[Laura] was doll-like in many respects. [Two sentences deleted.] Her face was perfectly symmetrical with a porcelain complexion and very prominent strawberry cheeks and her blonde hair was fixed in neatly permed curls. Even her voice was doll-like, or child-like. When she smiled the joy shot from her sparkling eyes into the dark of the auditorium like bolts from a cross bow. She limped, moved awkwardly about the stage, dragged her reluctant body up stairs and levered it out of chairs only with the help of an arm to lean on. I squirmed in my seat at the difficult lines she had to speak. The play was so close to the bone. We were enchanted and moved and shocked and in thrall to her every word. Even when she sat to the side of the stage silently wringing her strange little hands or carefully washing her little glass animals, we watched her every move over the words of the other actors. She was quite compulsive.
The Glass Menagerie by Tennessee Williams was first performed in Chicago on Boxing Day 1944. It is set in St Louis in a period of economic deprivation: “the thirties, when the huge middle class of America was matriculating in a school for the blind. Their eyes had failed them, or they had failed their eyes, and so they were having their fingers pressed forcibly down on the fiery Braille alpabet of a dissolving economy”. It is considered to be the most autobiographical of Tennessee Williams’s plays and takes the form of a long memory of another of the four characters, the brother of the crippled actor, Tom. Like most memories the play is shrouded in an enveloping uncertain cloud of darkness penetrated only by a few sharply lit events. The lives of the two siblings – Tom and Laura – twine inexorably around each other like two snakes winding up a branch. To extend the metaphor, their mother is the prey along which they wind, slowly squeezing out of her all her dreams for her children’s lives. She desperately tries to make life work out for them the way she had wanted her own life to turn out, batting her disappointment away with ridiculously rosy memories. Her hope is to marry off the daughter that she refuses, until the end, to call “crippled”, and to see her son well placed in work and married to a nice girl.
The son is weighed down by the expectations of both parts of her dream since he is expected not only to succeed for himself but also to bring suitable “gentleman callers” to come and visit his sister. The gentleman caller is a symbol, the “long-delayed but always expected something that we live for”. Laura knows that there is no hope for she is crippled and likely to become an old maid. She has retreated into an imaginary world animated by a menagerie of glass animals. She washes her precious glass unicorn and a herd of glass horses, accompanied by the same music played over and over again on the Vitrola. She lives in a dream, doing nothing to help herself.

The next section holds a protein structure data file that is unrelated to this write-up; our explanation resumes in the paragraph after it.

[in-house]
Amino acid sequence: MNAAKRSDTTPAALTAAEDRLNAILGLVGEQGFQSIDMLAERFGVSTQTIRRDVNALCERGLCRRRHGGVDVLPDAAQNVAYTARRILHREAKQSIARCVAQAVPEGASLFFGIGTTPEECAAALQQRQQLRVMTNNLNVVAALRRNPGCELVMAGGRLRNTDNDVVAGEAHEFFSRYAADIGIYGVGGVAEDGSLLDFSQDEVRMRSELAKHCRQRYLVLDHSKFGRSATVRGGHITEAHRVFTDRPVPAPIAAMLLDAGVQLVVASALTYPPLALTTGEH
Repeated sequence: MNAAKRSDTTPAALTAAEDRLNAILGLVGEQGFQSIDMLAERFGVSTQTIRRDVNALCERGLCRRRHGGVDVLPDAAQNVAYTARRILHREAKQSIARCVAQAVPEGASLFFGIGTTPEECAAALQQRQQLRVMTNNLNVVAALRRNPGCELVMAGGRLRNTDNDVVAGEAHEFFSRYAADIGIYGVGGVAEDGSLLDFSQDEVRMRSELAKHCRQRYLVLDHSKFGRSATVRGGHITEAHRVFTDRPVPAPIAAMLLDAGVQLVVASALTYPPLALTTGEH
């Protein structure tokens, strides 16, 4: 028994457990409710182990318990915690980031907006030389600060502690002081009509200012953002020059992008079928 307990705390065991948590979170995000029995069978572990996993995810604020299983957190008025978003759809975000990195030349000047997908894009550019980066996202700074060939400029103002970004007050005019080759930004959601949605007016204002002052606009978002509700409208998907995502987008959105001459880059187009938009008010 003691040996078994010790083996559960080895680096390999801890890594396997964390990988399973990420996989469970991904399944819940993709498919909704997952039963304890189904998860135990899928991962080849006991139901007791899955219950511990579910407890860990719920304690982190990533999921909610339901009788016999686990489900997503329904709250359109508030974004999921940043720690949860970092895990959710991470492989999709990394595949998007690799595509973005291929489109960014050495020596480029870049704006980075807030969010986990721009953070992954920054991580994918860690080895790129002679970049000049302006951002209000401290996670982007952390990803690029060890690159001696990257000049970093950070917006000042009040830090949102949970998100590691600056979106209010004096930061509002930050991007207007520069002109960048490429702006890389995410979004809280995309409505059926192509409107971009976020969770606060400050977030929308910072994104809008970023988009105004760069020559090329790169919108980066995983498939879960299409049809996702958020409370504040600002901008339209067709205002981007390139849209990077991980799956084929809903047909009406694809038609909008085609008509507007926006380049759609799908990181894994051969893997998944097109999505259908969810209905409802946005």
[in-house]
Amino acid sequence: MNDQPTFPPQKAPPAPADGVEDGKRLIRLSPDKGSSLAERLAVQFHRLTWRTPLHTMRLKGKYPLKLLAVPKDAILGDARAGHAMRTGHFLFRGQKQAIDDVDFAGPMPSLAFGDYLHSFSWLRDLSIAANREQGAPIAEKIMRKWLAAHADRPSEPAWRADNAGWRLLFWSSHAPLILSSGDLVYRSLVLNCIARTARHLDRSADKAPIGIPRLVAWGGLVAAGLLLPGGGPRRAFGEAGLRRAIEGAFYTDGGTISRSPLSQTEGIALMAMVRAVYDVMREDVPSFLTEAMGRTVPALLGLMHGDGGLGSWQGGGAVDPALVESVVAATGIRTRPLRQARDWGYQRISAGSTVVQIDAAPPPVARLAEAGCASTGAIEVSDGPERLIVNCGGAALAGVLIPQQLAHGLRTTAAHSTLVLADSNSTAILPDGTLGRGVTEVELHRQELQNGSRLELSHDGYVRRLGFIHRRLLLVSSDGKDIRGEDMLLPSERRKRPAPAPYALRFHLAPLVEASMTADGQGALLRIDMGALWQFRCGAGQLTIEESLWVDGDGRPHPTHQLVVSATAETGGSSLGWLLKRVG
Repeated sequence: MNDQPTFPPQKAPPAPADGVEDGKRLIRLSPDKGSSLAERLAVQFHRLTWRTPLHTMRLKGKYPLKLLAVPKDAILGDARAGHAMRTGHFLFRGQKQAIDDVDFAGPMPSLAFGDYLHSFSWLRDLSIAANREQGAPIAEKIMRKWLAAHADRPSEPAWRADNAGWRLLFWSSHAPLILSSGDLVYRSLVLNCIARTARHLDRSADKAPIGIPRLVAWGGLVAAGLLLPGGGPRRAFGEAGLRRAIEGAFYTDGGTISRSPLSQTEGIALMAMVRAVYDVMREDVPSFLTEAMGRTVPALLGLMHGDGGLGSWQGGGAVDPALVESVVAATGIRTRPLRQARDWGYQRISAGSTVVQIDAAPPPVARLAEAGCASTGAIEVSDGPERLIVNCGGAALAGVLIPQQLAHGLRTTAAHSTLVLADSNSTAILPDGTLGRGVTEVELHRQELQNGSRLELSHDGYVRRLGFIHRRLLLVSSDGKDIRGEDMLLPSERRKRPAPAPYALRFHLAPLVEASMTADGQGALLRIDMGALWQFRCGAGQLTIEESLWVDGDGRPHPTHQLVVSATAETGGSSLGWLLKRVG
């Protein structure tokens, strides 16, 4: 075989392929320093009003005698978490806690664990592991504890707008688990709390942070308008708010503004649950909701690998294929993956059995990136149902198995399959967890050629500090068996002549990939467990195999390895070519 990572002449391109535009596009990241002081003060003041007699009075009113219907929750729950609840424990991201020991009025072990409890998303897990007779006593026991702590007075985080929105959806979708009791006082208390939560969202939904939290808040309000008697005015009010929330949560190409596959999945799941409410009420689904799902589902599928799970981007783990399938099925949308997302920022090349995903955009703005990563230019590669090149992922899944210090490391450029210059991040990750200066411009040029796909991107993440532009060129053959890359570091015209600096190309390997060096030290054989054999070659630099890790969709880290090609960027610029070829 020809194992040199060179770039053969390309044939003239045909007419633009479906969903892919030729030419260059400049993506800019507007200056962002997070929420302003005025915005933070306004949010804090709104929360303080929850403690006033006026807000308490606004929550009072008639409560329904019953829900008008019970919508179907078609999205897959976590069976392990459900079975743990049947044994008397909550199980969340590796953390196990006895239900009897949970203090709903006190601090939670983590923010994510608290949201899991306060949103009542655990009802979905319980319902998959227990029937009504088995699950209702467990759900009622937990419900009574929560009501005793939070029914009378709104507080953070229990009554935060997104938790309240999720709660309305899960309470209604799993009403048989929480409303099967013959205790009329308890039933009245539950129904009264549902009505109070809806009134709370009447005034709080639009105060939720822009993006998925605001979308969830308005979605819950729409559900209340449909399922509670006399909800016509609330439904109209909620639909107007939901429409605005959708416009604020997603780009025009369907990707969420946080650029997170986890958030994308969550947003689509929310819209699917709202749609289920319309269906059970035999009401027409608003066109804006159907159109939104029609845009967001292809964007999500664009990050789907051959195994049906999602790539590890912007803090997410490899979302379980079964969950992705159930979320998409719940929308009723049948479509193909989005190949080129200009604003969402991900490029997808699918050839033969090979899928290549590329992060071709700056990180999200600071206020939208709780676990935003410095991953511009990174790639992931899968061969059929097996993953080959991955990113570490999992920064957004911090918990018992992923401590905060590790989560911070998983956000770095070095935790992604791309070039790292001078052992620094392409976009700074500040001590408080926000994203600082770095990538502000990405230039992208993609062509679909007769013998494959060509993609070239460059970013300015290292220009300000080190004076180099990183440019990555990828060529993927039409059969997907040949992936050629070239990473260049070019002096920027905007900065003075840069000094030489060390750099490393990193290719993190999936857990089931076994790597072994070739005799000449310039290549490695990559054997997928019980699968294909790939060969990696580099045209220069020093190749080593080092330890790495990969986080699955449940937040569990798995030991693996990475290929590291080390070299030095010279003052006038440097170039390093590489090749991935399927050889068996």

Tom finds someone to bring home, but not before he has cruelly burst his mother’s bubble of hope forcing her to face facts: Laura is crippled and shy and seems peculiar to the world outside their house.
Nonetheless, duty-bound Tom brings a gentleman caller home and the visitor kisses Laura, bowled over by her uniqueness and her innocence, and then leaves to meet his able-bodied girlfriend. Laura’s rhapsody is embarrassing to the audience just as the gentleman caller’s hasty exit convicts us. The audience, too, has to face facts. There is no happy ending just a momentary happy interlude. We are left to make up our own outcome and most of us will decide that that kiss is the only kiss she will ever get and she will grow old washing her glass ornaments, though the unicorn’s horn is now broken. Tom is gone. He runs as far as he can, just as his own father did, but nowhere is far enough away. He can never escape the memory of Laura or his brotherly obligations which flicker like candles in his dreams. “Blow out your candles” he pleads with Laura from afar. One by one, with determined puffs, she blows out the lights.
And we slumped in our seats, exhausted. We are lucky enough to live only a minute away from our theatre, close enough to go home in the interval for drinks. We have seen a string of powerful productions in recent years that have left an indelible-never-come-off-til-you’re-dead-and-buried stamp on us. To be able to introduce our daughters to such difficult themes and to see them respond is a very great delight. I know that they will choose to go to the theatre when they are grown up and that they will not avoid difficult subjects.
Nicola Miles-Wildin, a founder member of the disabled-led theatre company, Graeae, was a mesmerising Laura.
Having talked about this at some length with my family, I have decided that I understand why many people, including particularly the actress, might be offended by some of what I wrote in my personal review of the Glass Menagerie. I have, therefore, deleted the sentences which I believe were those most capable of giving offence. I apologise for any offence caused, particulary to Nicola, and will bear in mind what I have learnt from this when writing in the future.